Her orange pantsuit might be a Glamour magazine “don’t”, but like every word Hillary spoke last night during her moment at the Democratic National Convention, it was so right, so Hillary.
Her once-ridiculed pantsuit is part of the Hillary brand now, like Barry Goldwater’s thick-rimmed black glasses, Winston Churchill’s smelly cigars, Joe Biden’s train tickets.
Standing sharp against the cobalt blue DNC backdrop in the organgest pantsuit I ever saw, Clinton paid tribute to her “sisterhood of the traveling pantsuits”. It was a moment of feminist humor and a nod to the fact that she was today truly, completely, and finally ceding the Democratic nomination to her former chief rival, Barack Obama.
All the Hillary’s Spoke
That she threw her unequivocal support to Barack Obama on the 88th anniversary of women’s suffrage, urging her supporters to do the same in terms that could not have been clearer, is a painful bit of symbolism for some of us women’s rights activists. Marie Cocco in the Washington Post called it “Hillary’s Thankless Job”. But in her always practical way, Hillary made the point that her own mother was born before women could vote while her daughter Chelsea got to vote for her mother for president to illustrate the enormity of her victory even in defeat.
The passionate Hillary spoke about the “people left out and left behind” whose plight has touched her. The policy wonk Hillary threw in references to the issues that have driven her public service work:
I haven’t spent the past 35 years in the trenches, advocating for children, campaigning for universal health care, helping parents balance work and family, and fighting for women’s rights here at home and around the world…to see another Republican in the White House squander our promise of a country that really fulfills the hopes of our people. And you haven’t worked so hard over the last 18 months or endured the last eight years to suffer through more failed leadership. No way, no how, no McCain!
The indomitable Hillary quotes African American abolitionist Harriet Tubman, “If you hear the dogs, keep going. If you see the torches in the woods, keep going…”.
What you didn’t see was a bitter Hillary, because that’s just not her style.
The Designated Adult
In every family, there is a designated adult. Within the Democratic party, Hillary Clinton showed herself to be it last night. Her remarks balanced well the necessary laudatory comments about Obama with self-references sufficient to tell her supporters that supporting Obama means supporting the things they care about most in this country.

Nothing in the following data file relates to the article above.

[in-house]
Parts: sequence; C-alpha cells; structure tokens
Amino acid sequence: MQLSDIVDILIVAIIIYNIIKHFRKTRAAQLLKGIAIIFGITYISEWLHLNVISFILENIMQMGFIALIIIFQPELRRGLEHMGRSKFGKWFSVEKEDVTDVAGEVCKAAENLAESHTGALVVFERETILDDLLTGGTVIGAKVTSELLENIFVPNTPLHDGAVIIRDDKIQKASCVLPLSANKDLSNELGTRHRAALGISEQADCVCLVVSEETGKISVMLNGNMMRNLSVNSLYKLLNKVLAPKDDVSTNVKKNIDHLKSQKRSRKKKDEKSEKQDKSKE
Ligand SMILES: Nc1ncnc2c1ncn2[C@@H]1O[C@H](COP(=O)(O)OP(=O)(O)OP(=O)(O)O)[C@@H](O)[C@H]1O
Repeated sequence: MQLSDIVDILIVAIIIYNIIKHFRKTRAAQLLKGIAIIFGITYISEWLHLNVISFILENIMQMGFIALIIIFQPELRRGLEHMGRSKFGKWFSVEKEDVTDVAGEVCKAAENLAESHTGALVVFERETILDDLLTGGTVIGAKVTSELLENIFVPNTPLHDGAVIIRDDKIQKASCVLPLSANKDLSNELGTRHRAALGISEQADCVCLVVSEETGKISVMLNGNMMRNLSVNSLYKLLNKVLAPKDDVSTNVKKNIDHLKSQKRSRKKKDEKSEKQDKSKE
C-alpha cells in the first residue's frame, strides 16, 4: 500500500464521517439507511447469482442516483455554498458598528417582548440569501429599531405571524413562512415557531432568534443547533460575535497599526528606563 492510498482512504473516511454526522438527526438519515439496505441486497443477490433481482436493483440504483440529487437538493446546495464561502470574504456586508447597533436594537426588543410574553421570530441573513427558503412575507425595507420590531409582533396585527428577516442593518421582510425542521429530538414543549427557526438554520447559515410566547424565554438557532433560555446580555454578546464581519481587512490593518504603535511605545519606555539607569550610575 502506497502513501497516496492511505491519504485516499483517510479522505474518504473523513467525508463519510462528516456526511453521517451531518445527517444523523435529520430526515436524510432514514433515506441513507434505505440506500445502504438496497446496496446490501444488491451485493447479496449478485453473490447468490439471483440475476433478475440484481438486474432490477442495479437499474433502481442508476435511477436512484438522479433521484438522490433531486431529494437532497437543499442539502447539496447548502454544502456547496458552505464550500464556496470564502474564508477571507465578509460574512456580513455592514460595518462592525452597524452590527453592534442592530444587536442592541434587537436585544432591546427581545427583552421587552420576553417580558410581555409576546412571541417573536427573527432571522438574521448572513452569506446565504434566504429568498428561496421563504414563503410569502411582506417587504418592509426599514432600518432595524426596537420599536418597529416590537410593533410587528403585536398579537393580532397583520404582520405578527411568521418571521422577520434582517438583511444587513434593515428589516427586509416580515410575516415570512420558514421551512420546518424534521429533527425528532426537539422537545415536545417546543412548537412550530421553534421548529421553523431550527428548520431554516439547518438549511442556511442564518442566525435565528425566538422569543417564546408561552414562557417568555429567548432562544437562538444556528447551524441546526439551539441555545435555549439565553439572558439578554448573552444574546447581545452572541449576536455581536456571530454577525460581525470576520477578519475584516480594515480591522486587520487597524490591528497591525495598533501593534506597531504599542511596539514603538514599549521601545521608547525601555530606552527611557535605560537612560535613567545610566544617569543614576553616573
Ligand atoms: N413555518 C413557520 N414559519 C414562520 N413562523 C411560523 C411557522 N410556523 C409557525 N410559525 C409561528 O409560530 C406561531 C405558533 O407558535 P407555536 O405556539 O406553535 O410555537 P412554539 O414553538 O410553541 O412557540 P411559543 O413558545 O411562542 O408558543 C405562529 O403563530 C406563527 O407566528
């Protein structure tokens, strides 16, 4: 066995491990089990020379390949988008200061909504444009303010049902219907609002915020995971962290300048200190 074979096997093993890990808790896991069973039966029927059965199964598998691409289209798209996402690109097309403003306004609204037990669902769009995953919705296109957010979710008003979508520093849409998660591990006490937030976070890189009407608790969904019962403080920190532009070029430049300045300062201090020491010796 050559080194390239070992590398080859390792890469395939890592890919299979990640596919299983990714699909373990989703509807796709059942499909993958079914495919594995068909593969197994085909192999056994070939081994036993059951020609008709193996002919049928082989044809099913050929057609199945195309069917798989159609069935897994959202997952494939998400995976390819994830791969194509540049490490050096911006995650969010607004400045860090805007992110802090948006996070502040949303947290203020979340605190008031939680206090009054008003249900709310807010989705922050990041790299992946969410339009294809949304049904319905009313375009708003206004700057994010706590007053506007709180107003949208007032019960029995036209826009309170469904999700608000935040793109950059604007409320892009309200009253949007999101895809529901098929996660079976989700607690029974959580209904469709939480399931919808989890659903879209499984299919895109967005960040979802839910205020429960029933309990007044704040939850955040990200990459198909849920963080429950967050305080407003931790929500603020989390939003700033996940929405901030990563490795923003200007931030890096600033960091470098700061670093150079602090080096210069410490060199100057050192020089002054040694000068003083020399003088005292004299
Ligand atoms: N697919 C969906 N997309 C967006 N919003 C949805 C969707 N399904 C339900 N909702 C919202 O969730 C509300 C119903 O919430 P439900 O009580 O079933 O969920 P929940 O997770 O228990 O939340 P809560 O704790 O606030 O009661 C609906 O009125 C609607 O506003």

And Hillary’s role modeling how to be a losing candidate might be as important to women contemplating political office as her role modeling as the first woman who really had a chance of winning the presidential race. As more women seek power positions of all kinds, we have to lose the passive aggressive responses to losing that we ingested with our mother’s milk. We must learn to appreciate what we learn from the fight. Losing a hard fought race may hurt, but is also strengthens, teaches, and opens doors to new and often unanticipated opportunities.
That’s why Hillary pulled up her orange pantsuit and stepped onto that state last night with the confidence to pledge her full support to Barack Obama.
Now the ball’s in his court to reach out to Clinton’s supporters in the same passionate and full-throated way. Will he step up to the plate and become the designated adult for the next, all-important, final stretch?
GLORIA FELDT is the New York Times bestselling author of several books including No Excuses: 9 Ways Women Can Change How We Think About Power, a sought-after speaker and frequent contributor to major news outlets, and the Co-Founder and President of Take The Lead. People has called her “the voice of experience,” and among the many honors she has been given, Vanity Fair called her one of America’s “Top 200 Women Legends, Leaders, and Trailblazers,” and Glamour chose her as a “Woman of the Year.”
As co-founder and president of Take The Lead, a leading women’s leadership nonprofit, her mission is to achieve gender parity by 2025 through innovative training programs, workshops, a groundbreaking 50 Women Can Change The World immersive, online courses, a free weekly newsletter, and events including a monthly Virtual Happy Hour program and a Take The Lead Day symposium that reached over 400,000 women globally in 2017.